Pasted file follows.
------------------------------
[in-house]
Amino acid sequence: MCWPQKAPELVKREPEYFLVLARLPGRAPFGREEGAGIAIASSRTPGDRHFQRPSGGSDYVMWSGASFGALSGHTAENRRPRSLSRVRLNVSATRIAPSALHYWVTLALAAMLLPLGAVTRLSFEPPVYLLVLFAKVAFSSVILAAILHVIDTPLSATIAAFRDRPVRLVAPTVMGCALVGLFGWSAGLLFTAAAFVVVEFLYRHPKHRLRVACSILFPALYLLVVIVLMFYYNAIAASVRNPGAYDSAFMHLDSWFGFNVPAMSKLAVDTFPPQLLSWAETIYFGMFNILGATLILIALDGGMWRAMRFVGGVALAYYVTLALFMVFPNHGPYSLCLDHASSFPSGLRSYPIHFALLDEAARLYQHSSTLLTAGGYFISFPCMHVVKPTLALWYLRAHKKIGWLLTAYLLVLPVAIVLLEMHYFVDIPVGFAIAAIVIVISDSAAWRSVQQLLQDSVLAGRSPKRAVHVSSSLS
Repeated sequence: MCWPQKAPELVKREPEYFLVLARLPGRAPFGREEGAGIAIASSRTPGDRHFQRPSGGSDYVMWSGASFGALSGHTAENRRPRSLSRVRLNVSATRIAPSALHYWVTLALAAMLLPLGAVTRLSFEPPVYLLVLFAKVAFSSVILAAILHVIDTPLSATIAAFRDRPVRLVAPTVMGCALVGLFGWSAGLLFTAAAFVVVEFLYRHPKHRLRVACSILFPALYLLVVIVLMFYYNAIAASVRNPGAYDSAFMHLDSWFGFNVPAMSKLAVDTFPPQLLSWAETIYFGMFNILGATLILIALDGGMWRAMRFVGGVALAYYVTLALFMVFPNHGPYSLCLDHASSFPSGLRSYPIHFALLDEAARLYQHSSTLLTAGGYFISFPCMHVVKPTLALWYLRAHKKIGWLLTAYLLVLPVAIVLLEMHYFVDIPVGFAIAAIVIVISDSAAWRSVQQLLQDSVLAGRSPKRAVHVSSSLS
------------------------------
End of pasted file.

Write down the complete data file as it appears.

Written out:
[in-house]
Amino acid sequence: MCWPQKAPELVKREPEYFLVLARLPGRAPFGREEGAGIAIASSRTPGDRHFQRPSGGSDYVMWSGASFGALSGHTAENRRPRSLSRVRLNVSATRIAPSALHYWVTLALAAMLLPLGAVTRLSFEPPVYLLVLFAKVAFSSVILAAILHVIDTPLSATIAAFRDRPVRLVAPTVMGCALVGLFGWSAGLLFTAAAFVVVEFLYRHPKHRLRVACSILFPALYLLVVIVLMFYYNAIAASVRNPGAYDSAFMHLDSWFGFNVPAMSKLAVDTFPPQLLSWAETIYFGMFNILGATLILIALDGGMWRAMRFVGGVALAYYVTLALFMVFPNHGPYSLCLDHASSFPSGLRSYPIHFALLDEAARLYQHSSTLLTAGGYFISFPCMHVVKPTLALWYLRAHKKIGWLLTAYLLVLPVAIVLLEMHYFVDIPVGFAIAAIVIVISDSAAWRSVQQLLQDSVLAGRSPKRAVHVSSSLS
Repeated sequence: MCWPQKAPELVKREPEYFLVLARLPGRAPFGREEGAGIAIASSRTPGDRHFQRPSGGSDYVMWSGASFGALSGHTAENRRPRSLSRVRLNVSATRIAPSALHYWVTLALAAMLLPLGAVTRLSFEPPVYLLVLFAKVAFSSVILAAILHVIDTPLSATIAAFRDRPVRLVAPTVMGCALVGLFGWSAGLLFTAAAFVVVEFLYRHPKHRLRVACSILFPALYLLVVIVLMFYYNAIAASVRNPGAYDSAFMHLDSWFGFNVPAMSKLAVDTFPPQLLSWAETIYFGMFNILGATLILIALDGGMWRAMRFVGGVALAYYVTLALFMVFPNHGPYSLCLDHASSFPSGLRSYPIHFALLDEAARLYQHSSTLLTAGGYFISFPCMHVVKPTLALWYLRAHKKIGWLLTAYLLVLPVAIVLLEMHYFVDIPVGFAIAAIVIVISDSAAWRSVQQLLQDSVLAGRSPKRAVHVSSSLS